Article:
Proposed rules mean self driving vehicles require human backup during testing

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New rules drafted by the California Department of Motor Vehicles would mean all self driving vehicles need a human driver present at all times.

The new rules have not yet been agreed, and are still subject to public discussion and comment before any such approval, said Reuters on Wednesday. Companies developing electric vehicles – such as Google, Tesla, and possibly even Apple, would also require certifications and third-party testing, in addition to the submission of regular reports to the DMV for a period of three years. Furthermore, they will also require approval to collect data aside from safety information.

Even though the rules impose demands on the makers of self driving vehicles, the rules also define a direction for their testing. The DMV data will in future be used to guide further regulations.

Today, there are 11 companies which possess permits to test autonomous vehicles on Californian roads – all are required to have a human backup.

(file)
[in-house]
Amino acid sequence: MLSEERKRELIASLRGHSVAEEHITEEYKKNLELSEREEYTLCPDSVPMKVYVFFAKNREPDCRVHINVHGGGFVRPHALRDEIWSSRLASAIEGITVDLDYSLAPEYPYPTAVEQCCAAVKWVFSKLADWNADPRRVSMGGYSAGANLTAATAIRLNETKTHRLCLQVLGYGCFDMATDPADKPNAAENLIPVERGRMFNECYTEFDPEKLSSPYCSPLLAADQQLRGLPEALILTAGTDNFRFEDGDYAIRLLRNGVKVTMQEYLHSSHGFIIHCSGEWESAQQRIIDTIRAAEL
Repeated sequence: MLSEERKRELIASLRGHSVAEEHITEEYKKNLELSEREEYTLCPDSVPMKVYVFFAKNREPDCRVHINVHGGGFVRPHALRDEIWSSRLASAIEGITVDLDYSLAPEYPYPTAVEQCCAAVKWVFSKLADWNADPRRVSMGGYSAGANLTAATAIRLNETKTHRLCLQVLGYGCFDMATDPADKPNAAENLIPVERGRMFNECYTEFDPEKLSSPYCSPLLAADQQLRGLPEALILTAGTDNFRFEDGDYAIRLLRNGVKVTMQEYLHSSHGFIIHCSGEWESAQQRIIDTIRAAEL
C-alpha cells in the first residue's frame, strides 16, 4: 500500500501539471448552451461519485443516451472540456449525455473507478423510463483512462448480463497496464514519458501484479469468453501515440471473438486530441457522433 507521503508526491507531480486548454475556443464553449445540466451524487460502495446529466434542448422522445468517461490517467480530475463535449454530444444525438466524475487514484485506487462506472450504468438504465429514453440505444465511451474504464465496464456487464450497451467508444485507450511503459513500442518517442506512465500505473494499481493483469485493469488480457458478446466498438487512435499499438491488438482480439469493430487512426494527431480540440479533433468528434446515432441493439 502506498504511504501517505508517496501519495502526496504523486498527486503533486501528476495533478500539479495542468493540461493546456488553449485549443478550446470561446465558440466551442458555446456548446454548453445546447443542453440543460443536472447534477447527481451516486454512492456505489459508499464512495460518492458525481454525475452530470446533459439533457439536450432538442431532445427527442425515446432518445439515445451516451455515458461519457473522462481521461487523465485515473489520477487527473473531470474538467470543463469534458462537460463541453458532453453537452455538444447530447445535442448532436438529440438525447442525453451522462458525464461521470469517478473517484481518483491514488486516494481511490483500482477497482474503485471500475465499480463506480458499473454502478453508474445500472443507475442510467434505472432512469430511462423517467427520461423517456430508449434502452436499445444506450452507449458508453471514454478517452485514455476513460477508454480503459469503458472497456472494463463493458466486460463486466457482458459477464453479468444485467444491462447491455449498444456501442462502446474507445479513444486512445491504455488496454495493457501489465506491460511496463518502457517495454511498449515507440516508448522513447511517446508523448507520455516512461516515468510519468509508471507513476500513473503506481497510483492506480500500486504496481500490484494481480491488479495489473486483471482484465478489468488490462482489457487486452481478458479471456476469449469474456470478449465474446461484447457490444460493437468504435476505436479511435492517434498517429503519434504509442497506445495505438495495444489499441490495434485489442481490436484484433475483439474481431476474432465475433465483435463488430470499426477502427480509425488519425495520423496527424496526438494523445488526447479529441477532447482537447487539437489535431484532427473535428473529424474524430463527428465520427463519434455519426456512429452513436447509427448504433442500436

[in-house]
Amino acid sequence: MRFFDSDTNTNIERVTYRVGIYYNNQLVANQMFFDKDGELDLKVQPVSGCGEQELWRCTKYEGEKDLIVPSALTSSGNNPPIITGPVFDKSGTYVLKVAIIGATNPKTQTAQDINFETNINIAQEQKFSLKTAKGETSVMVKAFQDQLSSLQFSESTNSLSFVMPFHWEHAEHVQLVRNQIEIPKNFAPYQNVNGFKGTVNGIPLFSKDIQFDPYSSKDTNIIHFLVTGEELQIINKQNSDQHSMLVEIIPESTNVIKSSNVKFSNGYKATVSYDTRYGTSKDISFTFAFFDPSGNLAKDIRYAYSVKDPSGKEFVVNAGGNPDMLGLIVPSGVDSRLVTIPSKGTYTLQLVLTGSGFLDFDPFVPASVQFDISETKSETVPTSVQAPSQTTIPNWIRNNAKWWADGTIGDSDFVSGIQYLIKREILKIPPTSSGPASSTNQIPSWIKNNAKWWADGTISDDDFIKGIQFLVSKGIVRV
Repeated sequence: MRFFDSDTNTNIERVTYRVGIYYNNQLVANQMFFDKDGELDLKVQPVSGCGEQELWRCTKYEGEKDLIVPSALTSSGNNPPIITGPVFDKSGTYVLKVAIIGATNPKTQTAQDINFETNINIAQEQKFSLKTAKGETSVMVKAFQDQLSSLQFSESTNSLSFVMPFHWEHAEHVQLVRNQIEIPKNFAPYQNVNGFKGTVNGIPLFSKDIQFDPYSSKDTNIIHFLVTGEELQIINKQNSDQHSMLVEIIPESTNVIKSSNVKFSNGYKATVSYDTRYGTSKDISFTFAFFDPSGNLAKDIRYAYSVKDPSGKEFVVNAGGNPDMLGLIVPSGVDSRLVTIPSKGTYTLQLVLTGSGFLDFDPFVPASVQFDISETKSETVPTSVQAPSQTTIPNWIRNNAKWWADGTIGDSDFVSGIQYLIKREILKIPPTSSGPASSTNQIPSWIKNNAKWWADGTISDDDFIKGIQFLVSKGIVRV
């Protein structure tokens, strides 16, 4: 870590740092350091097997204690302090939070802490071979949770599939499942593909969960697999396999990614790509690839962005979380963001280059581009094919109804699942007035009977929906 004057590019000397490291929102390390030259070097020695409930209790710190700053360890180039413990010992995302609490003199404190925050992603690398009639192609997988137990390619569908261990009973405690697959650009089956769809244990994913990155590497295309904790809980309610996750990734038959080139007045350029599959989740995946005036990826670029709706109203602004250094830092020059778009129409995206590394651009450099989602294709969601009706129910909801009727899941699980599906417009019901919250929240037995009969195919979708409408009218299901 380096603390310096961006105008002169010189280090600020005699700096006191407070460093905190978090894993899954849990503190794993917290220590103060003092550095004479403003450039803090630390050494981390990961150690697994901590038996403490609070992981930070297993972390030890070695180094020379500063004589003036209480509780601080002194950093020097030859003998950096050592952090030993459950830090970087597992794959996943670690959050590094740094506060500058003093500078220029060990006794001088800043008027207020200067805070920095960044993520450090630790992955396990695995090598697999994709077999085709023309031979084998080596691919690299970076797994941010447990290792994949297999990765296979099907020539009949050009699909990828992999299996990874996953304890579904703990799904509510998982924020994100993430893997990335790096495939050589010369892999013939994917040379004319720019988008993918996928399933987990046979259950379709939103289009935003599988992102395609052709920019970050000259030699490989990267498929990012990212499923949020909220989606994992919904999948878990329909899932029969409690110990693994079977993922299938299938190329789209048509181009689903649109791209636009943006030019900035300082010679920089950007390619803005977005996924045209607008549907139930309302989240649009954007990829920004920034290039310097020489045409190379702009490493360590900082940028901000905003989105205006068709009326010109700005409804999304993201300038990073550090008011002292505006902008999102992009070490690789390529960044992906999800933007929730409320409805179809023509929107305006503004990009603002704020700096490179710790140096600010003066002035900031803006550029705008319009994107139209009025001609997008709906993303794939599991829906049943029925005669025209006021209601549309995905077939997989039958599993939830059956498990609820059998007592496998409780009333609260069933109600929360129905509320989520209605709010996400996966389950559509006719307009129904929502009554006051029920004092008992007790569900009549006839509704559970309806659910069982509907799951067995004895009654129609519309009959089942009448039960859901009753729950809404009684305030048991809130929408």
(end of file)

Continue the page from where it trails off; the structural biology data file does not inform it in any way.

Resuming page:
These and any new regulations are likely to affect more companies said to be planning to enter the self-driving car industry – especially Apple, which is thought to be working on its own car for release around 2020. Apple is likely of course to test the vehicle in secret for as long as possible, but in practice such a vehicle, if it really exists, will need to undergo government evaluation and real conditions, exposing it to the public in the not too distant future.

SOURCE: AppleInsider.

Larry Banks is a keen follower of technology and finance. He has worked for a variety of online publications, writing about a diverse range of topics including mobile networks, patents, and Internet video delivery technologies.

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